Sometimes when a group of people get excited about something they follow up analysis with more and more analysis. This path is problematic when the answer is simple. Eventually, the group can arrive at final thoughts that are not optimal. We've all been in those meetings.
In the case of the potential Chris Paul trade, the answer is simple: do it.
There are some basic caveats of course. You have to keep Roy and, in my opinion, two out of three of Oden, LaMarcus, and Batum. Of that group LaMarcus is probably the least desirable to New Orleans since he is owed a lot of money and they already have a nice power forward. That brings us to Oden or Batum.
The idea of trading Oden remains unacceptable to many fans. I'm all for keeping him, but in the case where you can get a young player that is proven All-NBA quality, an exception should be made.
The Blazers are not "married" to Greg Oden. Also, can we stop comparing NBA relationships to matrimony? That has been irksome for a while. These are professionals in a business. If you want a framework to help explain things, economics is more useful.
Everything Portland has invested into Greg Oden the asset is something of a sunk cost. That we have invested so heavily in him for a while doesn't mean that we should exclude him from trades that will help the franchise. Holding an asset because of what you've invested in the past is a fantastic way to limit success.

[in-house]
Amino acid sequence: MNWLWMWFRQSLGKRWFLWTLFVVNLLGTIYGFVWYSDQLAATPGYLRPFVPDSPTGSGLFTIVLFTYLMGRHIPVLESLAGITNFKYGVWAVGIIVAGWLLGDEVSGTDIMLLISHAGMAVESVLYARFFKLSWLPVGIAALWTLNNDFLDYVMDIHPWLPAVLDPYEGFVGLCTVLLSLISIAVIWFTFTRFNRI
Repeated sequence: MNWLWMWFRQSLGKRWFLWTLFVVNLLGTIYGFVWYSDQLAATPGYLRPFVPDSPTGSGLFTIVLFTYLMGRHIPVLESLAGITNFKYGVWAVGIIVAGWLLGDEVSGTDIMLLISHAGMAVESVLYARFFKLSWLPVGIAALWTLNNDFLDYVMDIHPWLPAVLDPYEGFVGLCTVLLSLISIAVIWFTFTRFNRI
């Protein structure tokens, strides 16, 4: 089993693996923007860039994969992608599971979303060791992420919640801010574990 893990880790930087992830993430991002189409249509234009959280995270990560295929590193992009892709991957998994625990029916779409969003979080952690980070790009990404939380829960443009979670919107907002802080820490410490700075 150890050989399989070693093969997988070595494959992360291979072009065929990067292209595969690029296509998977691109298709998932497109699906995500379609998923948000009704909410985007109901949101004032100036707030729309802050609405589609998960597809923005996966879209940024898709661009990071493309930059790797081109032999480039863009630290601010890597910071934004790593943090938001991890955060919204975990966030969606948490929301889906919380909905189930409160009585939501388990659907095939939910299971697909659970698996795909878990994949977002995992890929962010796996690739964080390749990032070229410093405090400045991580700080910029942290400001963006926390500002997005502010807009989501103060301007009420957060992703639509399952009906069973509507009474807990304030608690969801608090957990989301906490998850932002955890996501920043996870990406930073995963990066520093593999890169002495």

The NBA seems to hold Oden in high regard. The word on Batum isn't totally out to the masses yet. I'd rather keep Oden than Batum, but the fact that I felt the need to say that speaks volumes for Nicolas.
Emotionally, it would hurt me more to see Batum leave. With Oden there has been frustration almost every step of the way. That makes it easier to see him leave. Batum has been the feel good story, always seeming to rise above expectations.
There aren't very many players that are on Chris Paul's level. He's a Hall of Fame guy. Opportunities to add that type of quality are rare. It would be a major change for the Blazers. It's scary. You have to give up high potential guys that you really like to do it. There's that risk that he will leave as soon as his contract is up. Doubt starts to creep in.
Because Paul was injured most of last year I think some of us have forgotten how dominant he is. Remember in 2008, when many became convinced that Dwyane Wade wasn't really an elite player? We have bad memories. The only reason there is a best-point-guard-in-the-NBA debate today is because Paul was injured last season and we forgot a little bit.
Chris Paul is worth the risk. It's worth a little Brandon Roy pouting over his loss of ball domination rights. It's worth parting with a beloved young player. He's that good, and thats why it's that simple.